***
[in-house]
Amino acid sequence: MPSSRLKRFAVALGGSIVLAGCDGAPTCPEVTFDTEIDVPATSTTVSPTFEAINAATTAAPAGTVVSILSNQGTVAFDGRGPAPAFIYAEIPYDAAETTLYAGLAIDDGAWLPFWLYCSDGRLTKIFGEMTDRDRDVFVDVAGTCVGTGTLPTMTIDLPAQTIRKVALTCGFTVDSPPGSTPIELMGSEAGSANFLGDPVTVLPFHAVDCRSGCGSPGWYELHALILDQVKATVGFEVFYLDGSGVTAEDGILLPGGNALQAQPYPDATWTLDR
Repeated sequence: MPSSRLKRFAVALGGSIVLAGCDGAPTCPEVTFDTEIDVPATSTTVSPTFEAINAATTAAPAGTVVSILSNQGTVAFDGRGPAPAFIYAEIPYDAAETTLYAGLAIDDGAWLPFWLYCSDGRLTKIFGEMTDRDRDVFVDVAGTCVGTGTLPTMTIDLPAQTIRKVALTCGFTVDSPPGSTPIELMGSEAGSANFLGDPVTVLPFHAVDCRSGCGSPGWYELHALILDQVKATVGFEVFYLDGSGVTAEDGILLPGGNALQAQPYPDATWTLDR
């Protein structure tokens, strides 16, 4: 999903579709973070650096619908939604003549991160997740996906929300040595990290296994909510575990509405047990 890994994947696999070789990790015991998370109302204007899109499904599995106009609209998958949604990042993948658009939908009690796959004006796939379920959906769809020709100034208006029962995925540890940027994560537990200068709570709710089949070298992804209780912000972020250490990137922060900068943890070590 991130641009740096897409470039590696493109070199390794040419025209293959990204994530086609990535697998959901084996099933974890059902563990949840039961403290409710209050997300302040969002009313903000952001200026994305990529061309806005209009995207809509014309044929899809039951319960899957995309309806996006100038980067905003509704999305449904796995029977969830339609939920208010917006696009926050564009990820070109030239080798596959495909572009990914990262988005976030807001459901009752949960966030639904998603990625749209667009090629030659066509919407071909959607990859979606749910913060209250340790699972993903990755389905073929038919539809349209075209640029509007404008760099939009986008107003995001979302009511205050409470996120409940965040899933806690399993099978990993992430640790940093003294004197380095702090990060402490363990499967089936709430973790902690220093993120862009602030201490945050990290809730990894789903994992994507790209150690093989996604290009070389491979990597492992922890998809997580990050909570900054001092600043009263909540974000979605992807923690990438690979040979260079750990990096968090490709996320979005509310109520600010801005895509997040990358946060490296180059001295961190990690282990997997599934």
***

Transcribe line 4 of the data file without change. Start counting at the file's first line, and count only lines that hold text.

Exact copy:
């Protein structure tokens, strides 16, 4: 999903579709973070650096619908939604003549991160997740996906929300040595990290296994909510575990509405047990 890994994947696999070789990790015991998370109302204007899109499904599995106009609209998958949604990042993948658009939908009690796959004006796939379920959906769809020709100034208006029962995925540890940027994560537990200068709570709710089949070298992804209780912000972020250490990137922060900068943890070590 991130641009740096897409470039590696493109070199390794040419025209293959990204994530086609990535697998959901084996099933974890059902563990949840039961403290409710209050997300302040969002009313903000952001200026994305990529061309806005209009995207809509014309044929899809039951319960899957995309309806996006100038980067905003509704999305449904796995029977969830339609939920208010917006696009926050564009990820070109030239080798596959495909572009990914990262988005976030807001459901009752949960966030639904998603990625749209667009090629030659066509919407071909959607990859979606749910913060209250340790699972993903990755389905073929038919539809349209075209640029509007404008760099939009986008107003995001979302009511205050409470996120409940965040899933806690399993099978990993992430640790940093003294004197380095702090990060402490363990499967089936709430973790902690220093993120862009602030201490945050990290809730990894789903994992994507790209150690093989996604290009070389491979990597492992922890998809997580990050909570900054001092600043009263909540974000979605992807923690990438690979040979260079750990990096968090490709996320979005509310109520600010801005895509997040990358946060490296180059001295961190990690282990997997599934």